It’s an interesting phrase, “inner demons.” We think of the demonic as being that which is evil, that which aims at our destruction. And yet I don’t believe in the concept of self-sabotage.
Yes, I know, you sometimes act in ways that keep you from doing what you want to do, even when what you want to do is likely to bring your happiness. And I know, you sometimes act in ways that limit you and keep you bound to suffering, even …
Nov 06, 2012
I had a nightmare the other night. That’s unusual for me.
True, there was the one last week where I had a bad dream that the wrong guy won the presidential election, and I awoke in a panic that the economy was about to go down the tubes again. But it’s not hard to see why I had that particular nightmare, and I’m sure I wasn’t alone in it.
The one I had two nights ago — just a little too late for Hallowe’en — was different. Much darker. And even scarier.
In this dream I’d just woken up. It was still night. I was lying in a small, dark room, alone, in …
Oct 27, 2012
I’d gone into therapy during my sophomore year in college, and remember the day I brought up my current prime-time fixation: how to stop binge eating. No matter how committed I felt to my newest diet plan, I kept blowing it each day, and mercilessly judged myself for being out of control. When I wasn’t obsessing on how I might concoct a stricter, more dramatic weight-loss program, I was getting caught up in food cravings.
My therapist listened quietly for a while, and then asked a question that has stayed with me ever since: “When you are obsessing about eating, what are you feeling in your body?” As my attention shifted, …
Wildmind Meditation News
Aug 16, 2012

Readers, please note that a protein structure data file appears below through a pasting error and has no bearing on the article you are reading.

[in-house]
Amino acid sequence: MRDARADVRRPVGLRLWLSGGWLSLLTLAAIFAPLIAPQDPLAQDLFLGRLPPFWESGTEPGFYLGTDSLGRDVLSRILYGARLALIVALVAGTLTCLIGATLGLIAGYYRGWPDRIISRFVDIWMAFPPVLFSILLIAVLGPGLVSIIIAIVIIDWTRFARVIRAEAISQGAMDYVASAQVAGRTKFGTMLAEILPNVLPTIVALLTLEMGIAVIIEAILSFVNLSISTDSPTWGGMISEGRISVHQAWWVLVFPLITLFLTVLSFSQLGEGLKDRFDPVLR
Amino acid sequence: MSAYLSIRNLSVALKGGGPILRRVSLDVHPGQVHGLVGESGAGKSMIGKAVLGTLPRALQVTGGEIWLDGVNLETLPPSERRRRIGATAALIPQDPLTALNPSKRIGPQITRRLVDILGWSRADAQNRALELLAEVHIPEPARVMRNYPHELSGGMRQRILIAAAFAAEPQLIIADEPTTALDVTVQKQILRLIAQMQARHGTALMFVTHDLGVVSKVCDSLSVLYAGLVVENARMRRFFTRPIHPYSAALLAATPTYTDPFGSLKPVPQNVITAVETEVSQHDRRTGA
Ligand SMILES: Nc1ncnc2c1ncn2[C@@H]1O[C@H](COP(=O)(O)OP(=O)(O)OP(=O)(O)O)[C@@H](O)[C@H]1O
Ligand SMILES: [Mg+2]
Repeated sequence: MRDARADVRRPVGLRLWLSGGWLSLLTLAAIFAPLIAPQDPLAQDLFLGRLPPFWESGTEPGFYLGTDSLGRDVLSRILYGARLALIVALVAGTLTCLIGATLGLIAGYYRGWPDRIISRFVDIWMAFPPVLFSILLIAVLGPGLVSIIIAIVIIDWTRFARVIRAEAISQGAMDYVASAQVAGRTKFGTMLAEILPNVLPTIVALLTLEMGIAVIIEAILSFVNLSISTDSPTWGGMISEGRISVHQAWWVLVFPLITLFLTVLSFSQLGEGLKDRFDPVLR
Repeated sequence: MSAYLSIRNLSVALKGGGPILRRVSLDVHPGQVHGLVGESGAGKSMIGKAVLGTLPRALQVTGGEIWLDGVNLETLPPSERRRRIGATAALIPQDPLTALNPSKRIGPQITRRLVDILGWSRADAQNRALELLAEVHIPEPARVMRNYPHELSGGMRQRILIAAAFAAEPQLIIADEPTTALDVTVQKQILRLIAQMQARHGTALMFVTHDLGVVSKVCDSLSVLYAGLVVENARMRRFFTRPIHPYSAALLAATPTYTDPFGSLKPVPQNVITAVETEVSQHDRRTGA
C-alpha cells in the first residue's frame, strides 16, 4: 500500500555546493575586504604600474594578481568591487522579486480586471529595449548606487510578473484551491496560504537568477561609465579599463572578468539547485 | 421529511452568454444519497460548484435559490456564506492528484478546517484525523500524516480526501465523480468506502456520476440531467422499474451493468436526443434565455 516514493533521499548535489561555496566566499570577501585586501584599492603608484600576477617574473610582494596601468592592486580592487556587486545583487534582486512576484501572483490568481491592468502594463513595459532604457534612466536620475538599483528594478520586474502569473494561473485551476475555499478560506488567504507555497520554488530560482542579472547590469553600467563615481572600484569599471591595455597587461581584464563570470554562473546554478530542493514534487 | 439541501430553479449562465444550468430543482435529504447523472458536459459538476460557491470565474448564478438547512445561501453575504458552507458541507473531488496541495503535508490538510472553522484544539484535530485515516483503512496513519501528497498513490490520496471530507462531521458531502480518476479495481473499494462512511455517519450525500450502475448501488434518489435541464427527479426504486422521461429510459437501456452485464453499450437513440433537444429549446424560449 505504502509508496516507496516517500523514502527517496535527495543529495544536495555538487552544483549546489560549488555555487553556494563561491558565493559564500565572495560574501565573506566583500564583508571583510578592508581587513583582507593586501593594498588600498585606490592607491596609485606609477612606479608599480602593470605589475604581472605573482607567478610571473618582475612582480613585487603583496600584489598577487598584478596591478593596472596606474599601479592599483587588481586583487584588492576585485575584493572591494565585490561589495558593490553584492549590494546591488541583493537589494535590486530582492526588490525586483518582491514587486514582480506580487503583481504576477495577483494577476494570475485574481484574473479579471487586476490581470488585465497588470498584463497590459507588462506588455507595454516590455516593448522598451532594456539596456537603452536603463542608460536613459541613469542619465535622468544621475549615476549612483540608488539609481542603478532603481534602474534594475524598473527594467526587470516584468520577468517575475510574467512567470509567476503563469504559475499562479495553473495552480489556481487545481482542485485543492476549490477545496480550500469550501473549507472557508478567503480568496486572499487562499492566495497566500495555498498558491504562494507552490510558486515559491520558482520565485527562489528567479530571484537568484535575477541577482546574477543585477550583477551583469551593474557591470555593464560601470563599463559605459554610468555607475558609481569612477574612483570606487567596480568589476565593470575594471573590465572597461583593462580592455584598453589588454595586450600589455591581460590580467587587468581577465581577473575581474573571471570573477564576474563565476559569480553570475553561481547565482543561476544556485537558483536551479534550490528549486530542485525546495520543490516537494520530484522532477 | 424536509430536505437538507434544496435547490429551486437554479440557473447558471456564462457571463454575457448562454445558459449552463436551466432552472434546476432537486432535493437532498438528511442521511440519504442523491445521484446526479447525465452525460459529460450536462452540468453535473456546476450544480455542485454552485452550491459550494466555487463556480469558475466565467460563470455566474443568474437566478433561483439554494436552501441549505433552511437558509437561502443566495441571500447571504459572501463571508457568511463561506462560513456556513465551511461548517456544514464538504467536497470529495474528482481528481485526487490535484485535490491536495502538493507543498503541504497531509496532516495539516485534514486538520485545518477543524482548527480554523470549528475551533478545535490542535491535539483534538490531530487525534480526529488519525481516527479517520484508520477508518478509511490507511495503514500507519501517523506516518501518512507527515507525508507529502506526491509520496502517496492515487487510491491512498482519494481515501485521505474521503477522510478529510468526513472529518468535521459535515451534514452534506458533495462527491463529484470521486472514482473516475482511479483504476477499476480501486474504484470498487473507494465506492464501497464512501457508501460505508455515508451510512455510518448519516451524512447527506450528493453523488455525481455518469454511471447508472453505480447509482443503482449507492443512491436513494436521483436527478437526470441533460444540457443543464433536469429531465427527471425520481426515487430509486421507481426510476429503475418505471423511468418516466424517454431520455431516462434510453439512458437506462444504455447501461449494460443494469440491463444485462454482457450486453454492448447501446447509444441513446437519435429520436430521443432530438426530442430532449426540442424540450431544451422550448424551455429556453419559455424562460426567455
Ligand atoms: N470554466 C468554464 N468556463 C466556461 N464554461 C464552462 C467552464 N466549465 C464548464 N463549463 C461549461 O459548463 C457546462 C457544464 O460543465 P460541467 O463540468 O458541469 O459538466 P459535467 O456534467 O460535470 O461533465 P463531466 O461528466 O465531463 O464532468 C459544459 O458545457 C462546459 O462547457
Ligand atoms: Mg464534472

Sanjeev K Ahuja,, Hindustan Times: The terror-struck managers, supervisors and engineers at Maruti Suzuki’s Manesar plant — who witnessed violence at the factory premises on July 18 — have been attending meditation and spiritual classes at the Brahma Kumari Om Shanti Retreat Centre (ORC) since July 30. ORC members have also delivered discourses for the workers, who were arrested on the first day of the attack, in Gurgaon jail.
“The first batch of 35-40 managers attended a two-day workshop on July 30-31. ORC director BK Ashsa Didi also addressed the staff.
Besides meditation, the workshop also stresses upon how workers should overcome fear and improve inter-personal relations,” said BK Sanjay of ORC.
“A total of four sessions have been organised till now, the …
Rick Hanson PhD
Jul 03, 2012
On a blog at the Huffington Post, I used the example of Stephen Colbert’s satirical “March to Keep Fear Alive” as a timely illustration of a larger point: humans evolved to be fearful – since that helped keep our ancestors alive – so we are very vulnerable to being frightened and even intimidated by threats, both real ones and “paper tigers.” With his march, Colbert was obviously mocking those who play on fear, since we certainly don’t need any new reminders to keep fear alive.
This vulnerability to feeling threatened has effects at many levels, ranging from individuals, couples, and families to schoolyards, organizations, and nations. Whether it’s an individual who …